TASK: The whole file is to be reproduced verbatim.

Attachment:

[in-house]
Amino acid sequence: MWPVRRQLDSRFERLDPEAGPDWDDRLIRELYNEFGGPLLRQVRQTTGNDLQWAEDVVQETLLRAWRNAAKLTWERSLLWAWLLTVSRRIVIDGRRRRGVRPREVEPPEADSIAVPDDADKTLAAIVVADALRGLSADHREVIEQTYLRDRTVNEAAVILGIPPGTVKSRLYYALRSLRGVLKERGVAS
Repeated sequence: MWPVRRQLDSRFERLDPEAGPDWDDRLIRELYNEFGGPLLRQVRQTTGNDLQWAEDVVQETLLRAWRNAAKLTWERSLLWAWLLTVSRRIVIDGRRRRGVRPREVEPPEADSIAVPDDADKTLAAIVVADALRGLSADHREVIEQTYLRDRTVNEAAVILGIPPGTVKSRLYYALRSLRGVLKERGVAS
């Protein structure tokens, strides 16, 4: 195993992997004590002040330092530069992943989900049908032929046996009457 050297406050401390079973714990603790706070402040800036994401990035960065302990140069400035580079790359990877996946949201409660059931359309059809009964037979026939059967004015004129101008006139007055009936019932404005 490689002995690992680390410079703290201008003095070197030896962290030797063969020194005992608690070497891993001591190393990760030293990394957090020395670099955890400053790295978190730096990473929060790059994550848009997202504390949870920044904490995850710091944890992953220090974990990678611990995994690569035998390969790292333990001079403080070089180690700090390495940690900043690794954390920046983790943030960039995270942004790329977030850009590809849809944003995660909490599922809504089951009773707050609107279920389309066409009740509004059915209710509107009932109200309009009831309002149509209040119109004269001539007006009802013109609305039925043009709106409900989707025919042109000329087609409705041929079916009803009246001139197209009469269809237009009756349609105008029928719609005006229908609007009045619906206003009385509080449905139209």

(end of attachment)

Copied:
[in-house]
Amino acid sequence: MWPVRRQLDSRFERLDPEAGPDWDDRLIRELYNEFGGPLLRQVRQTTGNDLQWAEDVVQETLLRAWRNAAKLTWERSLLWAWLLTVSRRIVIDGRRRRGVRPREVEPPEADSIAVPDDADKTLAAIVVADALRGLSADHREVIEQTYLRDRTVNEAAVILGIPPGTVKSRLYYALRSLRGVLKERGVAS
Repeated sequence: MWPVRRQLDSRFERLDPEAGPDWDDRLIRELYNEFGGPLLRQVRQTTGNDLQWAEDVVQETLLRAWRNAAKLTWERSLLWAWLLTVSRRIVIDGRRRRGVRPREVEPPEADSIAVPDDADKTLAAIVVADALRGLSADHREVIEQTYLRDRTVNEAAVILGIPPGTVKSRLYYALRSLRGVLKERGVAS
């Protein structure tokens, strides 16, 4: 195993992997004590002040330092530069992943989900049908032929046996009457 050297406050401390079973714990603790706070402040800036994401990035960065302990140069400035580079790359990877996946949201409660059931359309059809009964037979026939059967004015004129101008006139007055009936019932404005 490689002995690992680390410079703290201008003095070197030896962290030797063969020194005992608690070497891993001591190393990760030293990394957090020395670099955890400053790295978190730096990473929060790059994550848009997202504390949870920044904490995850710091944890992953220090974990990678611990995994690569035998390969790292333990001079403080070089180690700090390495940690900043690794954390920046983790943030960039995270942004790329977030850009590809849809944003995660909490599922809504089951009773707050609107279920389309066409009740509004059915209710509107009932109200309009009831309002149509209040119109004269001539007006009802013109609305039925043009709106409900989707025919042109000329087609409705041929079916009803009246001139197209009469269809237009009756349609105008029928719609005006229908609007009045619906206003009385509080449905139209």